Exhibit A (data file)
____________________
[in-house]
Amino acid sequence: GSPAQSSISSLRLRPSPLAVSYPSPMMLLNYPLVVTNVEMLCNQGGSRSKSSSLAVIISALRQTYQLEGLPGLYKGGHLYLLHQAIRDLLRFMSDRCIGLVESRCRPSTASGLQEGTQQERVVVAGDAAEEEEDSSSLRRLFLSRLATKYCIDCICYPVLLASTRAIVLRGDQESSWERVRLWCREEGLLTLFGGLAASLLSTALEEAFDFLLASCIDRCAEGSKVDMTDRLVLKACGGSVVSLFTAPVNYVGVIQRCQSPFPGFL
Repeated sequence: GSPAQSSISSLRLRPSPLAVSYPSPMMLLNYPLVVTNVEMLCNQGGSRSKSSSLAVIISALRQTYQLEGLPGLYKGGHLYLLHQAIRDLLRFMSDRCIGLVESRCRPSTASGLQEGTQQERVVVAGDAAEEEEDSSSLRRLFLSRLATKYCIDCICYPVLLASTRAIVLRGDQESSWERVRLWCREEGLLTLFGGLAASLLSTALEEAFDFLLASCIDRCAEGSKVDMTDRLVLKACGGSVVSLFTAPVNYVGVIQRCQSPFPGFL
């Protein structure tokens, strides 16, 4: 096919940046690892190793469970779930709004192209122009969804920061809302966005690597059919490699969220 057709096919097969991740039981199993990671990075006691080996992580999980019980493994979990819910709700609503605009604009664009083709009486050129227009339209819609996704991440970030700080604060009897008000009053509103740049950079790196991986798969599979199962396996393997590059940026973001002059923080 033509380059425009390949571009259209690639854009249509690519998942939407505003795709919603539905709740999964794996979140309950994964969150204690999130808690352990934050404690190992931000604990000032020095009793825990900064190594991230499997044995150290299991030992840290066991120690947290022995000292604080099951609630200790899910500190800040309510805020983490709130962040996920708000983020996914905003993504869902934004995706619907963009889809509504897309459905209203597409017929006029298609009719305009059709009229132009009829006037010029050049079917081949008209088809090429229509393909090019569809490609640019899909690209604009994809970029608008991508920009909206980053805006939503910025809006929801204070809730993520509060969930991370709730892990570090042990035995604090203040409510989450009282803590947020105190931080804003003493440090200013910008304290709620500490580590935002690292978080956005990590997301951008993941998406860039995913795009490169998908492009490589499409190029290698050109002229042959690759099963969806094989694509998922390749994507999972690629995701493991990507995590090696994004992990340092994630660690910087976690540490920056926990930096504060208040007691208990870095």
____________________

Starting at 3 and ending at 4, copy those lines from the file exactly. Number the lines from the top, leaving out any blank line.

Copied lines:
Repeated sequence: GSPAQSSISSLRLRPSPLAVSYPSPMMLLNYPLVVTNVEMLCNQGGSRSKSSSLAVIISALRQTYQLEGLPGLYKGGHLYLLHQAIRDLLRFMSDRCIGLVESRCRPSTASGLQEGTQQERVVVAGDAAEEEEDSSSLRRLFLSRLATKYCIDCICYPVLLASTRAIVLRGDQESSWERVRLWCREEGLLTLFGGLAASLLSTALEEAFDFLLASCIDRCAEGSKVDMTDRLVLKACGGSVVSLFTAPVNYVGVIQRCQSPFPGFL
């Protein structure tokens, strides 16, 4: 096919940046690892190793469970779930709004192209122009969804920061809302966005690597059919490699969220 057709096919097969991740039981199993990671990075006691080996992580999980019980493994979990819910709700609503605009604009664009083709009486050129227009339209819609996704991440970030700080604060009897008000009053509103740049950079790196991986798969599979199962396996393997590059940026973001002059923080 033509380059425009390949571009259209690639854009249509690519998942939407505003795709919603539905709740999964794996979140309950994964969150204690999130808690352990934050404690190992931000604990000032020095009793825990900064190594991230499997044995150290299991030992840290066991120690947290022995000292604080099951609630200790899910500190800040309510805020983490709130962040996920708000983020996914905003993504869902934004995706619907963009889809509504897309459905209203597409017929006029298609009719305009059709009229132009009829006037010029050049079917081949008209088809090429229509393909090019569809490609640019899909690209604009994809970029608008991508920009909206980053805006939503910025809006929801204070809730993520509060969930991370709730892990570090042990035995604090203040409510989450009282803590947020105190931080804003003493440090200013910008304290709620500490580590935002690292978080956005990590997301951008993941998406860039995913795009490169998908492009490589499409190029290698050109002229042959690759099963969806094989694509998922390749994507999972690629995701493991990507995590090696994004992990340092994630660690910087976690540490920056926990930096504060208040007691208990870095």